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EthanQ 12-11-2012 08:04 PM

Regulations for Giving Lessons?
 
I am Ethan, and I am 16 years old. I have been riding since I could walk, and have been doing some more extensive training and have loads of experience.

Some parents around here locally have asked if I would start giving lessons to their children and their friends. They understand I'd have to charge (low fees of course), but I am beginning to wonder if there are any liabilities or regulations or certification or training I would need to get if I were to turn this into something larger, like a summer camp or hold a clinic?

I would be giving lessons on MY reliable, well trained geldings, in MY corrals, even though my dad is the president of the Local Saddle Club, and they have offered to let me use their arena. But I am just curious. Any one know?

MHFoundation Quarters 12-11-2012 08:11 PM

Insurance will be the biggest issue, even with signed hold harmless releases an instructor can still be sued if negligence can be proved. Sadly age alone could very well be enough to be considered negligence. I was giving lessons at your age but under a trainer (my mom) who was always in the barn with me for liability purposes as I couldn't be covered by the insurance policy.

The saddle club likely carries their own liability but again it might not cover you in an instructor capacity because of your age.

Aside from that, I personally have no issue with well versed teens giving beginner lessons on well broke horses.

Joe4d 12-11-2012 08:40 PM

Not sure abouot Kansas law, but in Virginia at age 16 there is no MY, everything is owned by your parent or legal guardian, who would also be liable.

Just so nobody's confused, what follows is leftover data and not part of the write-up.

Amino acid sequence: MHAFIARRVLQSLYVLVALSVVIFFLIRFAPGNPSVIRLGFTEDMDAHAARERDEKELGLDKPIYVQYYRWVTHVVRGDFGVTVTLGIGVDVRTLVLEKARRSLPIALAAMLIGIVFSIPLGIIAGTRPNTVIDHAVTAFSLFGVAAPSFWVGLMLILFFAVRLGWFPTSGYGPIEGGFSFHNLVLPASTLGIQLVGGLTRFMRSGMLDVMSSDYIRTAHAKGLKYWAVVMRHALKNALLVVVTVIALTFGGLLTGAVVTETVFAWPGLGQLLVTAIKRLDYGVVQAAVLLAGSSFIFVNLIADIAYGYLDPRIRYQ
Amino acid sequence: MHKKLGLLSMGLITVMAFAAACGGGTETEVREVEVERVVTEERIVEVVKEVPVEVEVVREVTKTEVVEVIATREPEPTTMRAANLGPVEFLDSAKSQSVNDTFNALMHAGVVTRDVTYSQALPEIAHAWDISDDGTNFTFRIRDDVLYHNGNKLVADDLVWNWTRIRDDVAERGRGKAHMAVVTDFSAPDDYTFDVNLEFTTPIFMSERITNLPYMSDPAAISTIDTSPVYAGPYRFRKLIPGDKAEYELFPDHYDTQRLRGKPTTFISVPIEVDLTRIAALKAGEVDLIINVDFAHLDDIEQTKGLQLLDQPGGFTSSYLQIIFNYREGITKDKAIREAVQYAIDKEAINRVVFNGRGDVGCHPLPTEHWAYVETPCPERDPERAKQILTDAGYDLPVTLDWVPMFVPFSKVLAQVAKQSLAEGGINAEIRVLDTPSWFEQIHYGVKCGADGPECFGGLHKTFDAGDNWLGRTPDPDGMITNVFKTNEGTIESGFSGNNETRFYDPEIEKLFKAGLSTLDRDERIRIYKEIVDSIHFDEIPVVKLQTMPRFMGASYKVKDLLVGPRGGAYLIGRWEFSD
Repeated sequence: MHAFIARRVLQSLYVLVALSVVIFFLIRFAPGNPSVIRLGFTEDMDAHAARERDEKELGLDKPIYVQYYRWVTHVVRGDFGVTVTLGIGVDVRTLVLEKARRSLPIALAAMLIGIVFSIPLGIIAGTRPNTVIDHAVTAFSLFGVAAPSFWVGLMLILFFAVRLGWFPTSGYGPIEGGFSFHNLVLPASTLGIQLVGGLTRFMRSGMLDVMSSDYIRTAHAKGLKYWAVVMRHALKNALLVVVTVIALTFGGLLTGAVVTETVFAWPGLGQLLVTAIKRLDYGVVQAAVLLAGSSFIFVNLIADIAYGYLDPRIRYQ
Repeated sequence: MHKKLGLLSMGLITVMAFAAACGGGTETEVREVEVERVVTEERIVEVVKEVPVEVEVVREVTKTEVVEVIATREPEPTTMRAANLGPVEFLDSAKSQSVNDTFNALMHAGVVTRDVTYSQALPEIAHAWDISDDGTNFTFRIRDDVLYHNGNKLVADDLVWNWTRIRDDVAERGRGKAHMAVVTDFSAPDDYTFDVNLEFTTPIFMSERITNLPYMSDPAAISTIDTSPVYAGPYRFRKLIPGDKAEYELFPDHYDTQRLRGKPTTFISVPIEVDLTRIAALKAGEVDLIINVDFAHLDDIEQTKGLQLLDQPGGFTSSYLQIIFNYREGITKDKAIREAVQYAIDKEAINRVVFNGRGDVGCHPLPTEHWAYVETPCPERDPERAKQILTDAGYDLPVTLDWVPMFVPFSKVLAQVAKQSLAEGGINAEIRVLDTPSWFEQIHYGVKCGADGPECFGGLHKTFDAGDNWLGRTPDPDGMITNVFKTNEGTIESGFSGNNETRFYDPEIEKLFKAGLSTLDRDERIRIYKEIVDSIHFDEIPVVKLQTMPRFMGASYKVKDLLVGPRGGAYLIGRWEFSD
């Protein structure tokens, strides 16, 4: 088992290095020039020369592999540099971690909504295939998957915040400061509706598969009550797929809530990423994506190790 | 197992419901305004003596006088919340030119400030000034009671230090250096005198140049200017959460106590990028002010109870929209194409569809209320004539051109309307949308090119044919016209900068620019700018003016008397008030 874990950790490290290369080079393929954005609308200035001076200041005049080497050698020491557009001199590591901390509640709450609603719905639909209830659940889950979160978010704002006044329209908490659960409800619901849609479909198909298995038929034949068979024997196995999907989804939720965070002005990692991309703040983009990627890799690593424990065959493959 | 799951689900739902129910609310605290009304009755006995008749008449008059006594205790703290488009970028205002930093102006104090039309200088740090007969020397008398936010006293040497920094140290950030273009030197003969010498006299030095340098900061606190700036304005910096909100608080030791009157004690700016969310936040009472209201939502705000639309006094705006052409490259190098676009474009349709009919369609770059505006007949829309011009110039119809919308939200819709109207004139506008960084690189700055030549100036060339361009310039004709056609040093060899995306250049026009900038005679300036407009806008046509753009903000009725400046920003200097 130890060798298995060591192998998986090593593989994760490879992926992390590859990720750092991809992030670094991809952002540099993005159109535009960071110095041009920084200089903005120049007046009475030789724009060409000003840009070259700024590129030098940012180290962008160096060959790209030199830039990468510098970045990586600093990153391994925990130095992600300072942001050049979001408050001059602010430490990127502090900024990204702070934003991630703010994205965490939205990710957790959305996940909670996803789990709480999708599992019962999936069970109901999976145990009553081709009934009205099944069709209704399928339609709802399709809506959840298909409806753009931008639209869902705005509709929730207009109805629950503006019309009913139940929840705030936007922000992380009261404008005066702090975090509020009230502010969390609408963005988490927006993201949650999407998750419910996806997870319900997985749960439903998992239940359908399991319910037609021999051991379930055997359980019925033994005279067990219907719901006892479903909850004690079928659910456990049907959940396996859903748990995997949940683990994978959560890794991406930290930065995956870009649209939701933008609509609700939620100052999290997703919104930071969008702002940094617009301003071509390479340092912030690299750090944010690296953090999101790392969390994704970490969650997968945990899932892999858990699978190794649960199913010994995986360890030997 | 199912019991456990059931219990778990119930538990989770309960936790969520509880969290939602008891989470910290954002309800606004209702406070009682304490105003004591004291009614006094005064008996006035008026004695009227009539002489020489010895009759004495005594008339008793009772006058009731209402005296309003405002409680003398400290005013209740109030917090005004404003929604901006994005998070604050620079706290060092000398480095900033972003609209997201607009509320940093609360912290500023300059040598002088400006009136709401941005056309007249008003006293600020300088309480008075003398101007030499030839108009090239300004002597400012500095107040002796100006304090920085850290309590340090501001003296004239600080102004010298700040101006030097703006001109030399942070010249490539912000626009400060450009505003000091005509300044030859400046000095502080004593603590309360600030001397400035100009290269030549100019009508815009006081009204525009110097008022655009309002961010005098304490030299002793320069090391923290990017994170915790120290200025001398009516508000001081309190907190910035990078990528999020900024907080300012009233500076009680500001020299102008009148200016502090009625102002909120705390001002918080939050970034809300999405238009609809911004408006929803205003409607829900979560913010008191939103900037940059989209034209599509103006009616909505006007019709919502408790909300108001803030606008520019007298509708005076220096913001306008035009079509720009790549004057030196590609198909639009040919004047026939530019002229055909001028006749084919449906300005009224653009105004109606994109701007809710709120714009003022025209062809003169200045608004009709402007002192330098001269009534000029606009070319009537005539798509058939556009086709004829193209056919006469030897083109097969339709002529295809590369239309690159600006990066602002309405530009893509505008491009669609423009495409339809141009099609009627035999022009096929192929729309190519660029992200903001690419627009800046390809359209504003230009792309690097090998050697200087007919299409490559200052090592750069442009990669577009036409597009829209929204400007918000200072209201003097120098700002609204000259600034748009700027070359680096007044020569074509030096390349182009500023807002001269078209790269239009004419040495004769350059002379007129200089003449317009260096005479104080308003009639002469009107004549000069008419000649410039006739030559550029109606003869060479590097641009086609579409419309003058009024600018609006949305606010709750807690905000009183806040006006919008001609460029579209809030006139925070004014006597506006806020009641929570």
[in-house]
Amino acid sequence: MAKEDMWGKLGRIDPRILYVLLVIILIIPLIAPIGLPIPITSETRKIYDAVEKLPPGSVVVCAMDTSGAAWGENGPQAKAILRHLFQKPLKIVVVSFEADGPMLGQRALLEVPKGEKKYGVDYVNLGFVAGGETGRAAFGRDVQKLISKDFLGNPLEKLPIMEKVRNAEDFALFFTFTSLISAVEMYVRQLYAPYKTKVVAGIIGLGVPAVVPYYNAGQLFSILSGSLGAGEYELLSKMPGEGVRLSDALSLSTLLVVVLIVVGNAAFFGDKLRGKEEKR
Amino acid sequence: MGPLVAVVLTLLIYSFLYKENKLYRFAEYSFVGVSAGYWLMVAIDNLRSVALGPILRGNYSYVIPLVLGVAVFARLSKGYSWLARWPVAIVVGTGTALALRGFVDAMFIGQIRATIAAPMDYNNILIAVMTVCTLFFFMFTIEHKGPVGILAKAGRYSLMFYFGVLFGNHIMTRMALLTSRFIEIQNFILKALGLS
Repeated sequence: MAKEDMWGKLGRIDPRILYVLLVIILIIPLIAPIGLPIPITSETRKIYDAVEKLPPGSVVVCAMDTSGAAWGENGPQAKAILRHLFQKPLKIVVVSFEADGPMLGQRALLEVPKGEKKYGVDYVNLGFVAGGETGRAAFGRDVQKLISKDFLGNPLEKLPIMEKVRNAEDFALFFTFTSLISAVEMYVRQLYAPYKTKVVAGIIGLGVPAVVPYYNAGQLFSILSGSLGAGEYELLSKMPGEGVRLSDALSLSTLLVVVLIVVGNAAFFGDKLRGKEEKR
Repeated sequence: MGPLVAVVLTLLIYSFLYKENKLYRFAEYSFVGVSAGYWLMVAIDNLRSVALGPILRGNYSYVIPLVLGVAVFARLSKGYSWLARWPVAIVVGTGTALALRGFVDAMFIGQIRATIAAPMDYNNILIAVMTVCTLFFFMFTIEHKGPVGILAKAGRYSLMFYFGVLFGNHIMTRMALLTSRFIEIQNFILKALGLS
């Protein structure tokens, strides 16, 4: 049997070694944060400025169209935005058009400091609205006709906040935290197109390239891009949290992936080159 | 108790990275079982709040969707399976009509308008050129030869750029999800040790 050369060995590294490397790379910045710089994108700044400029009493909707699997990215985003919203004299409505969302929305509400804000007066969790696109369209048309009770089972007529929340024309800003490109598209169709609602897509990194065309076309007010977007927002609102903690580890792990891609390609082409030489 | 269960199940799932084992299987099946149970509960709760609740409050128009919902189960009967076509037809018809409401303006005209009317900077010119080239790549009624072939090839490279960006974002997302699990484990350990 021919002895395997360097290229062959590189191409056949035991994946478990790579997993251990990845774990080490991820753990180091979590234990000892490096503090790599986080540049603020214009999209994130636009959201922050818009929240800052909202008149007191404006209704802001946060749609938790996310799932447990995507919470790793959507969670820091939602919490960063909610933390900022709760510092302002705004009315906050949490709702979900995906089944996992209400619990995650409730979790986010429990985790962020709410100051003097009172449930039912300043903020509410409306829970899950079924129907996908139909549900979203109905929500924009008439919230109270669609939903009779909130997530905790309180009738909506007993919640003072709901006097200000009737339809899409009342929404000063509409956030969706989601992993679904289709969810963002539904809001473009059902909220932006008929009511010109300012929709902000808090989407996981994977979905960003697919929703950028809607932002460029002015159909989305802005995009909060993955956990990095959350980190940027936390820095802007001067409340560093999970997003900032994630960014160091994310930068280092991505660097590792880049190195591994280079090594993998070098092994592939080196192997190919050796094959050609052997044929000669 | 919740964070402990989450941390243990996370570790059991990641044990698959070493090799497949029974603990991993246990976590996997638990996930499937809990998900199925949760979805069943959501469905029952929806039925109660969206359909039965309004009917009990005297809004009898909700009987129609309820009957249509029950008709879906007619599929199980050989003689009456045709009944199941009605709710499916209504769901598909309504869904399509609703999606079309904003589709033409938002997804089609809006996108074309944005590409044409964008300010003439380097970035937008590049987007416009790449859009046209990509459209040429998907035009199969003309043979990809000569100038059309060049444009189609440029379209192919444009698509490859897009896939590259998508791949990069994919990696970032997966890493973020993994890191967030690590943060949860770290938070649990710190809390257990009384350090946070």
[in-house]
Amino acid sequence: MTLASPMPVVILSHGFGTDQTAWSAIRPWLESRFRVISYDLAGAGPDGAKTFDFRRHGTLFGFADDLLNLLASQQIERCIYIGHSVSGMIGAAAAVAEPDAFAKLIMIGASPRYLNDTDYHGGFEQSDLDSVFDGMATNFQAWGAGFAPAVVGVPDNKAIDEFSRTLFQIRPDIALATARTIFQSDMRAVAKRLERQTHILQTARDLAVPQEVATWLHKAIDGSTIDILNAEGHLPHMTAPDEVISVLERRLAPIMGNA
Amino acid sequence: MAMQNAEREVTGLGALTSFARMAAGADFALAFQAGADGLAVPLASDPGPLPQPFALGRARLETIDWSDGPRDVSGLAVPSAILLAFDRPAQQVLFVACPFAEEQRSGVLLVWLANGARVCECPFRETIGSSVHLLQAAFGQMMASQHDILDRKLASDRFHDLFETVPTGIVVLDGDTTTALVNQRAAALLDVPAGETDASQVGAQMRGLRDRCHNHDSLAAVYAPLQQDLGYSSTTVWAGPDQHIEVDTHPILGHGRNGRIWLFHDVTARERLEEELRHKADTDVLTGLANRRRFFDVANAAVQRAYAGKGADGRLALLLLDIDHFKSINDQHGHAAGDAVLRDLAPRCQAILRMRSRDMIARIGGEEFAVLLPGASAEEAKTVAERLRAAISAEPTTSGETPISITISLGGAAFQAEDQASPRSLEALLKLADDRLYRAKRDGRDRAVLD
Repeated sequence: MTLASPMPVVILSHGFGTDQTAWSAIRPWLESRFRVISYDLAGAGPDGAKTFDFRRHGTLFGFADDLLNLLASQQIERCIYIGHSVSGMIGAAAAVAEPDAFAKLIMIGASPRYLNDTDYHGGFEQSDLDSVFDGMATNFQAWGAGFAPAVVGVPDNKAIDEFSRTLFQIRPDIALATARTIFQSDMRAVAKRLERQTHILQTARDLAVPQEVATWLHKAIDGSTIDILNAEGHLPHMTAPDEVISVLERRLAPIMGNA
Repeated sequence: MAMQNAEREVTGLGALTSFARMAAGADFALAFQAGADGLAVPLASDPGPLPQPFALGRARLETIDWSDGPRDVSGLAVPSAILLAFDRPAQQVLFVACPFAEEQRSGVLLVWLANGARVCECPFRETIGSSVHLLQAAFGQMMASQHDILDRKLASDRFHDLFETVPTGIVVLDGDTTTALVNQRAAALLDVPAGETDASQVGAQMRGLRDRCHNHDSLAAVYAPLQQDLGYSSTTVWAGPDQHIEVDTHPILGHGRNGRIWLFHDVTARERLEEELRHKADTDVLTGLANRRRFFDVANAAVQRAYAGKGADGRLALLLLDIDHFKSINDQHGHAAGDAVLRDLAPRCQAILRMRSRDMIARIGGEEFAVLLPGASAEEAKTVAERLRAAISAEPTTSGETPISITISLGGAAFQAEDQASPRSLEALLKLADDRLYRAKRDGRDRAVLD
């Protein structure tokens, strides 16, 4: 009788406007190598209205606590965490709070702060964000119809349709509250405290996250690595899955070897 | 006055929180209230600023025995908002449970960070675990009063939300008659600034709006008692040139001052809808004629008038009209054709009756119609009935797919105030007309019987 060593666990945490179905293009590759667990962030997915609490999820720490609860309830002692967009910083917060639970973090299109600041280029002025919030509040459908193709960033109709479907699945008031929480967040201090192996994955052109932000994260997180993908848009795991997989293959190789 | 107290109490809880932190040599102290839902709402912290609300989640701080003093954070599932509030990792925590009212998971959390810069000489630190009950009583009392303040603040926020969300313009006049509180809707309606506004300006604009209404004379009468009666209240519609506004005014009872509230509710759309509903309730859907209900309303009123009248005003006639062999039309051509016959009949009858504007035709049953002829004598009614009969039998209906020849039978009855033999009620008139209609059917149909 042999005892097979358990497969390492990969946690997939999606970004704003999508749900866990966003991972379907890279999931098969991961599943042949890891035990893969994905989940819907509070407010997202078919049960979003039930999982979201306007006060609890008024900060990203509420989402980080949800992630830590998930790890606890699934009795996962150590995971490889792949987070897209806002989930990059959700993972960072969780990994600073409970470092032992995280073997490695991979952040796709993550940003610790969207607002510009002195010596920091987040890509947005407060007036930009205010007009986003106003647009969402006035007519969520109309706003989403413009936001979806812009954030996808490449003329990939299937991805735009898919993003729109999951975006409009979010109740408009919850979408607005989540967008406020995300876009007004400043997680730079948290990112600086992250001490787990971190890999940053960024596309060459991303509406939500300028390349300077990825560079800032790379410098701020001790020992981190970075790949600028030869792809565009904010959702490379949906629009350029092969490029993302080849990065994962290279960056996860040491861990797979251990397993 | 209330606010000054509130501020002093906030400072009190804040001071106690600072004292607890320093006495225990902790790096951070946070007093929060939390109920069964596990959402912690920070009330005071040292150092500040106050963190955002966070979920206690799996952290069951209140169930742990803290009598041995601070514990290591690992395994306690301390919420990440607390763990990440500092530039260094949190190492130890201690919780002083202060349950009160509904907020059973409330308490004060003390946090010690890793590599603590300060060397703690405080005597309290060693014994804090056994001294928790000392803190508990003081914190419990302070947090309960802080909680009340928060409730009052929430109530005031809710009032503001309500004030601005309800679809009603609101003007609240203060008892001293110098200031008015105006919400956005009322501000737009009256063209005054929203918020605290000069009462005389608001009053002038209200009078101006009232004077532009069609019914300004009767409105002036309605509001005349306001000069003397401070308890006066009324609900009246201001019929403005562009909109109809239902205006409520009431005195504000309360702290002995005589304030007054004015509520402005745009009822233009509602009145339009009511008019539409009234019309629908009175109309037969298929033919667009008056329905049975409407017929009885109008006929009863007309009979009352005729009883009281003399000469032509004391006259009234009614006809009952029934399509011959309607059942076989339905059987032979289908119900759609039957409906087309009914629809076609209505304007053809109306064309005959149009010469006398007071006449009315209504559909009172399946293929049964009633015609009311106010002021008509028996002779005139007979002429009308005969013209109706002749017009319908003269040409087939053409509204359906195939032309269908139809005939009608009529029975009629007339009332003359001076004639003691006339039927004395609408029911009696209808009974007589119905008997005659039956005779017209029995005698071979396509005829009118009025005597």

Legally probably nothing stopping you from given lessons and charging what ever you like. All will be peachy kean, till junior falls off and gets a boo boo, and mommy dearest shows up with a shyster lawyer.

DancingArabian 12-11-2012 10:37 PM

Some place have very strict regulations on summer camps and require special permits.

You definitely need to have insurance.
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EthanQ 12-12-2012 12:02 AM

Thank you Joe4d for the correction. haha. I did not mean "MY" as in under my name, I meant my family. And yes, I've been talking to my Dad, and he has told me that going with the Saddle Club's arena would be the safer alternative.

Nevreme 12-16-2012 10:15 PM

I don't know if you care about this, but you should also know that as soon as you take money for teaching lessons, training horses, riding, etc, you are no longer able to show as an amateur. My boss/instructor used to do a lot of showing, but part of the reason she stopped is because when she started teaching she would have had to start showing as a professional and she didn't want to do that. I also work with a girl who has refused multiple offers to ride other people's horses for money because she wants to keep her amateur status. Again, not sure if this applies to you. Just something to think about.

The other option is what I do; assist a certified instructor with their lessons in order to learn and see if you actually enjoy it. Because there is a huge difference between horse experience and kid experience. I had both when I started helping with lessons, and it still took me months to get to a point where I was trusted to do a lesson by myself. I also have friends who help with the lessons (it's a thing everyone does at my barn) who hate it. It's really not for everyone.

That being said, if you do decide to go forward with this, good luck! Teaching (especially with horses!) is one of the most rewarding things I have ever experienced.


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